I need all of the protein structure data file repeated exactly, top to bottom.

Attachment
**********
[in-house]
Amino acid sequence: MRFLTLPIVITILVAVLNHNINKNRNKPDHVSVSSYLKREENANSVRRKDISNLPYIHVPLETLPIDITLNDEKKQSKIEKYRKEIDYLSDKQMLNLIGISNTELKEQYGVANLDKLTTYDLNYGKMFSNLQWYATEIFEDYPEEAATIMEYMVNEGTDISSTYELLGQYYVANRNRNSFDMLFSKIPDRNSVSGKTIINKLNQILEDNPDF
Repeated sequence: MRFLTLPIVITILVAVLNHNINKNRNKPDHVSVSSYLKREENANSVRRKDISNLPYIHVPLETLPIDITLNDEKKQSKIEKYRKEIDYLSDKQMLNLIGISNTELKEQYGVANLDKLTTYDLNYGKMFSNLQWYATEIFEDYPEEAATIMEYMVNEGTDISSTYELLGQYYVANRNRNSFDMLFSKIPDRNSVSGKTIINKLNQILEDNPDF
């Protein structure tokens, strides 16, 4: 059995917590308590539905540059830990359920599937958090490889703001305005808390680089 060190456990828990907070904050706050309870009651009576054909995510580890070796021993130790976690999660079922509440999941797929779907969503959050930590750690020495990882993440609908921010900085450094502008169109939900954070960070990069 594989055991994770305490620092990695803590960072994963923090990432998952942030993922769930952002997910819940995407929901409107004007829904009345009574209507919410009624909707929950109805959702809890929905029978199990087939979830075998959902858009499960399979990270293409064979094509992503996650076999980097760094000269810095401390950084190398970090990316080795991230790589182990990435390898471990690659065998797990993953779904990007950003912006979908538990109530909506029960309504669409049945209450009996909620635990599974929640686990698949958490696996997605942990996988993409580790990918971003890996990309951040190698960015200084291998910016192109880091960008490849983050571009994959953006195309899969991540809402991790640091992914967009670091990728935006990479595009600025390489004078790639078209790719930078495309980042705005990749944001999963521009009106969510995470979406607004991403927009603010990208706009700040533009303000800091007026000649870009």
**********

[in-house]
Amino acid sequence: MRFLTLPIVITILVAVLNHNINKNRNKPDHVSVSSYLKREENANSVRRKDISNLPYIHVPLETLPIDITLNDEKKQSKIEKYRKEIDYLSDKQMLNLIGISNTELKEQYGVANLDKLTTYDLNYGKMFSNLQWYATEIFEDYPEEAATIMEYMVNEGTDISSTYELLGQYYVANRNRNSFDMLFSKIPDRNSVSGKTIINKLNQILEDNPDF
Repeated sequence: MRFLTLPIVITILVAVLNHNINKNRNKPDHVSVSSYLKREENANSVRRKDISNLPYIHVPLETLPIDITLNDEKKQSKIEKYRKEIDYLSDKQMLNLIGISNTELKEQYGVANLDKLTTYDLNYGKMFSNLQWYATEIFEDYPEEAATIMEYMVNEGTDISSTYELLGQYYVANRNRNSFDMLFSKIPDRNSVSGKTIINKLNQILEDNPDF
């Protein structure tokens, strides 16, 4: 059995917590308590539905540059830990359920599937958090490889703001305005808390680089 060190456990828990907070904050706050309870009651009576054909995510580890070796021993130790976690999660079922509440999941797929779907969503959050930590750690020495990882993440609908921010900085450094502008169109939900954070960070990069 594989055991994770305490620092990695803590960072994963923090990432998952942030993922769930952002997910819940995407929901409107004007829904009345009574209507919410009624909707929950109805959702809890929905029978199990087939979830075998959902858009499960399979990270293409064979094509992503996650076999980097760094000269810095401390950084190398970090990316080795991230790589182990990435390898471990690659065998797990993953779904990007950003912006979908538990109530909506029960309504669409049945209450009996909620635990599974929640686990698949958490696996997605942990996988993409580790990918971003890996990309951040190698960015200084291998910016192109880091960008490849983050571009994959953006195309899969991540809402991790640091992914967009670091990728935006990479595009600025390489004078790639078209790719930078495309980042705005990749944001999963521009009106969510995470979406607004991403927009603010990208706009700040533009303000800091007026000649870009």